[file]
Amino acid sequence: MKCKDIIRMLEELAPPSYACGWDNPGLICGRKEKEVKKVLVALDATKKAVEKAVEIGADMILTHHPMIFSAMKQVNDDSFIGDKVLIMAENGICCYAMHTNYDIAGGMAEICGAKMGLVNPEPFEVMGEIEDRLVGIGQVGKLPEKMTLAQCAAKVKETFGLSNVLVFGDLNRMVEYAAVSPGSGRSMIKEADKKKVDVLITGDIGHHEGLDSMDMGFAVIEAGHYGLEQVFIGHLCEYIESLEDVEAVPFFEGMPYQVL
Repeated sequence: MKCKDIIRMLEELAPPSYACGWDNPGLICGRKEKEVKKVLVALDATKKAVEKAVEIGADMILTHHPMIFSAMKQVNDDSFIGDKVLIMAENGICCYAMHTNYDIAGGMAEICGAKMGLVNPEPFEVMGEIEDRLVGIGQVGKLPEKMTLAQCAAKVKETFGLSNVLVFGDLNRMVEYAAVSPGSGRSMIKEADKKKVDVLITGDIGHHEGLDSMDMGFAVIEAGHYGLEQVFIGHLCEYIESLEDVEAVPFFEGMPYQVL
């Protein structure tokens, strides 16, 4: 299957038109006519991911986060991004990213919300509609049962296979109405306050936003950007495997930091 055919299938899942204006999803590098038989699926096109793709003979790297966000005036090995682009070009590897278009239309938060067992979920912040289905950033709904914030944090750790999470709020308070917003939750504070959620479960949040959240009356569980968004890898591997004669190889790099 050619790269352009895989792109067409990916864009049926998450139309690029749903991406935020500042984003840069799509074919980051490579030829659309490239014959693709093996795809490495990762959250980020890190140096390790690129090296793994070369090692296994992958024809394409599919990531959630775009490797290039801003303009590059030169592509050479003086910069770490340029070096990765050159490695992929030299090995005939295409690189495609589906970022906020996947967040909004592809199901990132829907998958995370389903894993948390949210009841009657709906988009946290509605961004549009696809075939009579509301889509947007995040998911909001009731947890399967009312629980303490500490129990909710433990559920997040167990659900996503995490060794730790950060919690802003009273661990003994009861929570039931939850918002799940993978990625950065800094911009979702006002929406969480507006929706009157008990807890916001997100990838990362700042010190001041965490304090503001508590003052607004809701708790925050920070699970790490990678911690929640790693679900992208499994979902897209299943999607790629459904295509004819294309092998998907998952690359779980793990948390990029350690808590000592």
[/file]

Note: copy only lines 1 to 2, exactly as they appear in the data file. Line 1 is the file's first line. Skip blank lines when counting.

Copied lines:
Amino acid sequence: MKCKDIIRMLEELAPPSYACGWDNPGLICGRKEKEVKKVLVALDATKKAVEKAVEIGADMILTHHPMIFSAMKQVNDDSFIGDKVLIMAENGICCYAMHTNYDIAGGMAEICGAKMGLVNPEPFEVMGEIEDRLVGIGQVGKLPEKMTLAQCAAKVKETFGLSNVLVFGDLNRMVEYAAVSPGSGRSMIKEADKKKVDVLITGDIGHHEGLDSMDMGFAVIEAGHYGLEQVFIGHLCEYIESLEDVEAVPFFEGMPYQVL
Repeated sequence: MKCKDIIRMLEELAPPSYACGWDNPGLICGRKEKEVKKVLVALDATKKAVEKAVEIGADMILTHHPMIFSAMKQVNDDSFIGDKVLIMAENGICCYAMHTNYDIAGGMAEICGAKMGLVNPEPFEVMGEIEDRLVGIGQVGKLPEKMTLAQCAAKVKETFGLSNVLVFGDLNRMVEYAAVSPGSGRSMIKEADKKKVDVLITGDIGHHEGLDSMDMGFAVIEAGHYGLEQVFIGHLCEYIESLEDVEAVPFFEGMPYQVL